NHS Admits 'Never Events' Figure Is Too High

The BBC has this week revealed details of its investigations into the number of ‘never events’ occurring in English and Welsh hospitals. ‘Never events’ are incidents that are so serious, the NHS considers they should never happen; including such incidents as operations being carried out on the wrong body part, misplaced feeding tubes, incorrect prosthesis or implants being used, and the retention of foreign objects following surgery.

Between 2009 and 2012 a total of 762 such ‘never events’ occurred in England’s hospitals. The BBC reports that:

There were 322 cases of foreign objects left inside patients during operations; 214 cases of surgery on the wrong body part; 73 cases of tubes, which are used for feeding patients or for medication, being inserted into patients' lungs; and 58 cases of wrong implants or prostheses being fitted

In Wales a total of 24 ’never events’ occurred in the same period, including 10 cases of foreign objects left inside patients following surgery and 8 operations on the wrong part of the body.

Dr Mike Durkin, Director of Patient Safety for NHS England, said the number of ‘never events’ was too high and that ‘never events’ would be avoided if NHS staff worked together and followed the correct procedures. He stated that “One is too many in any week, in any day, in any hospital".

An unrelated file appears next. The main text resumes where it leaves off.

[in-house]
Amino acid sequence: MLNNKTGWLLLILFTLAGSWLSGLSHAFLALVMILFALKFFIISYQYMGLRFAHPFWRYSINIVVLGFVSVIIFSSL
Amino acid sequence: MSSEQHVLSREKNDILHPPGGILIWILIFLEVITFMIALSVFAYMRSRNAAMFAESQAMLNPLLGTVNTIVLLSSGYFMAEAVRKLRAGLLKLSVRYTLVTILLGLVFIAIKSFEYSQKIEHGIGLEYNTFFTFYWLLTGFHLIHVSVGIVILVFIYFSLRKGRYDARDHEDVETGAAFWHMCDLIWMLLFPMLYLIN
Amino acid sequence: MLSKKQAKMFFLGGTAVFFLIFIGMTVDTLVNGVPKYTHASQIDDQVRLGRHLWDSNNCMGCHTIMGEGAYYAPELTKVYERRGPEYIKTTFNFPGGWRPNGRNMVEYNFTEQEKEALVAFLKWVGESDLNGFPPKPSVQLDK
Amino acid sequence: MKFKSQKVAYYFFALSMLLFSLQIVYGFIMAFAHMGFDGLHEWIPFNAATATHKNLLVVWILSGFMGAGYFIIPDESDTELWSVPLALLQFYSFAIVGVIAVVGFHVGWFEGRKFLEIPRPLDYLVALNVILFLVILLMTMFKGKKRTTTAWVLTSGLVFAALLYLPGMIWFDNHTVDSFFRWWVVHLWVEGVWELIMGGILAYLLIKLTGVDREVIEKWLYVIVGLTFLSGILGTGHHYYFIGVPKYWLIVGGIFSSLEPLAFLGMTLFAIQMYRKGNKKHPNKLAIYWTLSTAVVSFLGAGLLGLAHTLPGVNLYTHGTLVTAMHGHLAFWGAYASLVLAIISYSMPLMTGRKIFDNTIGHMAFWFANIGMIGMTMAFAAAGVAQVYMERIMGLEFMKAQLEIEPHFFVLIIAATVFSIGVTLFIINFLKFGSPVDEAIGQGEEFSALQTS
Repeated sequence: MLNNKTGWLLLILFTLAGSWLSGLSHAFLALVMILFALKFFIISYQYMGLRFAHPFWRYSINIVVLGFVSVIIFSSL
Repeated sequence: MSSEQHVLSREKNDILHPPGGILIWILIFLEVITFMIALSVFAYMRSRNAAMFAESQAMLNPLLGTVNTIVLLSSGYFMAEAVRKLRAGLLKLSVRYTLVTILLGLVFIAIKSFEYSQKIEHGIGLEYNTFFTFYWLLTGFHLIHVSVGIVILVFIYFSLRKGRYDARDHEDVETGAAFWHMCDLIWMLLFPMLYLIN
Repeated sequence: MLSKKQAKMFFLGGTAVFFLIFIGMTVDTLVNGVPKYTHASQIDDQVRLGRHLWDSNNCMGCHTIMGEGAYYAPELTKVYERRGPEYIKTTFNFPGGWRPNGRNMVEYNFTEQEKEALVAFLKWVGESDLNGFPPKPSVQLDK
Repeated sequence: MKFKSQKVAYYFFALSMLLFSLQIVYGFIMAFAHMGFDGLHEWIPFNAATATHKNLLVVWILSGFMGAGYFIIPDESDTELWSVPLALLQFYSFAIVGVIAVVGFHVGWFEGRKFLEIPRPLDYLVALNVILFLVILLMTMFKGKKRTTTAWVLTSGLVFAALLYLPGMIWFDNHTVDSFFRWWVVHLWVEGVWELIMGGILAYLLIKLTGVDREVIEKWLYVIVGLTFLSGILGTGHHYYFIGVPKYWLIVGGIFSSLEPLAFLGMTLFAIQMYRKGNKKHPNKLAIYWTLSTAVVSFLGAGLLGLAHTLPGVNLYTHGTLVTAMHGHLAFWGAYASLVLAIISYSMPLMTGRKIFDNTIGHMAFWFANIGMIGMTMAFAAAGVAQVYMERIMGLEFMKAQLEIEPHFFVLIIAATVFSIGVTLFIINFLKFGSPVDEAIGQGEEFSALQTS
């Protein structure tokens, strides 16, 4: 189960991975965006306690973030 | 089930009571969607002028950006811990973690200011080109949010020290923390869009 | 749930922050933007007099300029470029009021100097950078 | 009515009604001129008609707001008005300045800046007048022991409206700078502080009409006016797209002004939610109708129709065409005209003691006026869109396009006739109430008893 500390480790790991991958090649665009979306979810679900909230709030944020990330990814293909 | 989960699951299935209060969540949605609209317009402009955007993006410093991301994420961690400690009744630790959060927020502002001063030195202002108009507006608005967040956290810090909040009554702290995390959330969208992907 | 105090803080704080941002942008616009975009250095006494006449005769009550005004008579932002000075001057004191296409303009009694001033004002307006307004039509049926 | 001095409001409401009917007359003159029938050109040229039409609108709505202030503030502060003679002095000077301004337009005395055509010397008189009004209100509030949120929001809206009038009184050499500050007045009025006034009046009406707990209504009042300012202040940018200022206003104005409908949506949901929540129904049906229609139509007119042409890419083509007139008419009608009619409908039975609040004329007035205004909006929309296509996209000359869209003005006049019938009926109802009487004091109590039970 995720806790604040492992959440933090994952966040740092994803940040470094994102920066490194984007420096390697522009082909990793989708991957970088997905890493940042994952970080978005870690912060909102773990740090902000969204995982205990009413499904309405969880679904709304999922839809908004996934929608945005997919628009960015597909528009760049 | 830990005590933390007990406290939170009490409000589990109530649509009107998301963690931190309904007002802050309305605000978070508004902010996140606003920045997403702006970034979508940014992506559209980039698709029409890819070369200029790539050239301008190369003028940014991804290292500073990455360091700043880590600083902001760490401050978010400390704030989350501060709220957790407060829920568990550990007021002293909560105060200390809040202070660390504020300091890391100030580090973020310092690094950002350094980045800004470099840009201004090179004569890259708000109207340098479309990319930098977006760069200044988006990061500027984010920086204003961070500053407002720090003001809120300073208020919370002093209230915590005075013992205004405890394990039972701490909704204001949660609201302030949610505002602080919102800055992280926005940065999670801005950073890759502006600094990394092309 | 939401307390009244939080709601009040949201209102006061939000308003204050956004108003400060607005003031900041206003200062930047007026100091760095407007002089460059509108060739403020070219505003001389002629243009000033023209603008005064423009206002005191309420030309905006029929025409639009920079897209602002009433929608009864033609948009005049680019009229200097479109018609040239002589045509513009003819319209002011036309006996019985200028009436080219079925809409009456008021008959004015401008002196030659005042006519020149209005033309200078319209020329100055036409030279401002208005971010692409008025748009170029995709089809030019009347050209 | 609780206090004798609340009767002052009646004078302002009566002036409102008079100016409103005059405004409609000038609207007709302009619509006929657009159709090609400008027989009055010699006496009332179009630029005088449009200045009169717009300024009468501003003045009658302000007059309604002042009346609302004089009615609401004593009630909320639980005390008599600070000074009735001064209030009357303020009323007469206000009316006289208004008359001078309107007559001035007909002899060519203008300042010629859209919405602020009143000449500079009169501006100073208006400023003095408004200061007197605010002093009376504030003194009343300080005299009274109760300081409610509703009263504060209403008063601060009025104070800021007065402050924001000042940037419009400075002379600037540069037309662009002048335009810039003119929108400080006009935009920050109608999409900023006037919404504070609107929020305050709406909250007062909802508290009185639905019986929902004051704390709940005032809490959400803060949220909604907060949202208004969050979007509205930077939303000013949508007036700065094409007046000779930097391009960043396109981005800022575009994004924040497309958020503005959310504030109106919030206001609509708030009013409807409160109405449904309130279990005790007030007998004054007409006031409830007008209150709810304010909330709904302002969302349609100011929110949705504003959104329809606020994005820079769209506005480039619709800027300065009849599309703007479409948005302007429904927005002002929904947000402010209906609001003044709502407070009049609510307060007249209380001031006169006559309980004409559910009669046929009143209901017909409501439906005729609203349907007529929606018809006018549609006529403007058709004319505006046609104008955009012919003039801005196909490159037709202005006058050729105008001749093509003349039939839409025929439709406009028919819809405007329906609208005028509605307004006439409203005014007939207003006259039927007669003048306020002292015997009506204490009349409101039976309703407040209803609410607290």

Kirsty Williams, the Welsh Liberal Democrat leader stated that guidance had already been issued to explain how risks and harm could be prevented and that it should be followed by all NHS staff.

Locally, Shrewsbury and Telford Hospital NHS Trust has been under scrutiny for several years following multiple reports of ‘never events’ occurring in relation to eye surgery carried out at the two hospitals. The Trust has said it is committed to reducing surgical complications and that "Never events should become just that - events that never happen."